Sanctions and counter-sanctions

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Sanctions and counter-sanctions due to the ongoing crisis in Ukraine

EU sanctions (per April 9, 2022)

Since Russia’s invasion of Crimea and Sevastopol on 25 February 2014, Russia, the federal bank of Russia, Russian financial institutions, including five banks, and Russian individuals have been subject to sanctions.

On 21 February 2022, the EU decided to extend these sanctions in relation to five members of the Russian Duma. The sanctions against Russia have since been extended on 23 February by a decision of the Council. The new sanctions include:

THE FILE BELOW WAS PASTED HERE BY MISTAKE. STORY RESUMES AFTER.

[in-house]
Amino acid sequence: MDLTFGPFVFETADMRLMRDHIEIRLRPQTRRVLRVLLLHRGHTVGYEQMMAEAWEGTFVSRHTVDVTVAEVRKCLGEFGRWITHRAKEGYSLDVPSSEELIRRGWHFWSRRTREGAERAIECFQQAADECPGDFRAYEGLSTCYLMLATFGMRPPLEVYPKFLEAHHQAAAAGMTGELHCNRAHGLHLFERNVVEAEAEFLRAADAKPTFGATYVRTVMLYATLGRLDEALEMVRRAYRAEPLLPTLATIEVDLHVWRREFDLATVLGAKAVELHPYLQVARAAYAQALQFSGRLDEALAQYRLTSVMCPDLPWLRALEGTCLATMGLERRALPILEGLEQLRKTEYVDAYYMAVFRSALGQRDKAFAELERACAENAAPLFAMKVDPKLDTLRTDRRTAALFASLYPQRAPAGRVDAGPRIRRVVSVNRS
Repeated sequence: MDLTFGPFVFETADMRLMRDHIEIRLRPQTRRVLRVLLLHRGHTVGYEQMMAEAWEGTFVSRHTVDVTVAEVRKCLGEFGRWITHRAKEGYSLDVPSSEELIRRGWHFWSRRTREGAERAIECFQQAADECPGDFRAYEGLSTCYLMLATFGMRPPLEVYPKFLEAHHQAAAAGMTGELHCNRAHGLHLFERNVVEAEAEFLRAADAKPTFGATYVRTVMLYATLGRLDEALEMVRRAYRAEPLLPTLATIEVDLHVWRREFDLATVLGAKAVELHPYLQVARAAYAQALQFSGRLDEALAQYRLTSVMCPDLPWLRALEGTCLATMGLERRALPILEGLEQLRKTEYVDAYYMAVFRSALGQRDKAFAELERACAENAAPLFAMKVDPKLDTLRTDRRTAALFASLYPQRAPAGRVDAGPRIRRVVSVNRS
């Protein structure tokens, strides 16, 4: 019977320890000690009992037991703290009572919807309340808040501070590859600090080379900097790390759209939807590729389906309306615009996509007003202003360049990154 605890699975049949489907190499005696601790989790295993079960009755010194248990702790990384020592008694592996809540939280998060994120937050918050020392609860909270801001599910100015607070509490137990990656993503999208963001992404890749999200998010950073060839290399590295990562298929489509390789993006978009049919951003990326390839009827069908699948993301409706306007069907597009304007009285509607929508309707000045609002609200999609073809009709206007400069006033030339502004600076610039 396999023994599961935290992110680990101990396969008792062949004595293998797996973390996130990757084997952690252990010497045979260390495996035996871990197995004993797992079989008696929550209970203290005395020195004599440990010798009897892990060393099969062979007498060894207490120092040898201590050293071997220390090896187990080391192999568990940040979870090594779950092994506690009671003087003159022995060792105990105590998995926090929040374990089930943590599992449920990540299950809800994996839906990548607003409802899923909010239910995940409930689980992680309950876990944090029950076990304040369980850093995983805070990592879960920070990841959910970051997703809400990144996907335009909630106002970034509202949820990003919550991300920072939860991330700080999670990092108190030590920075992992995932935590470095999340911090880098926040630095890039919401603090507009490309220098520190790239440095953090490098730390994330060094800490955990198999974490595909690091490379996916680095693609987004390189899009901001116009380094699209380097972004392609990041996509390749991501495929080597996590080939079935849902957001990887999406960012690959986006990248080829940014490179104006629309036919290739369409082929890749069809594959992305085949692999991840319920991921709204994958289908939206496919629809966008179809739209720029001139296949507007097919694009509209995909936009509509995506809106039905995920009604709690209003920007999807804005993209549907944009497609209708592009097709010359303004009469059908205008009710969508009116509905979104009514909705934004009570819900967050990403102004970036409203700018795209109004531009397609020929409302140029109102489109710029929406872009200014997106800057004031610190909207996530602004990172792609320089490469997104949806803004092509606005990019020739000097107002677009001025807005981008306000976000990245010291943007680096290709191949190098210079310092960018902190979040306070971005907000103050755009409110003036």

• Sanctions against 27 high-ranking actors who are considered to have played a significant role in the conflict.
  • Sanction against all 351 of the Russian parliament who voted to name Donetsk and Luhansk as separate states.
  • Trade restrictions on the Donetisk and Luhansk regions, such as bans on imports and exports of goods in the regions, restrictions on trade and tourism.
  • Restrictions on the availability of EU capital and financial services aimed at Russia and the federal bank of Russia.

At the Extraordinary Meeting of the Council of Europe on 24 February 2022, it was decided to include President Putin and his Minister of Foreign Affairs Lavrov, and members of the Security Council on the list of persons with frozen assets and travel bans and to impose additional sanctions.

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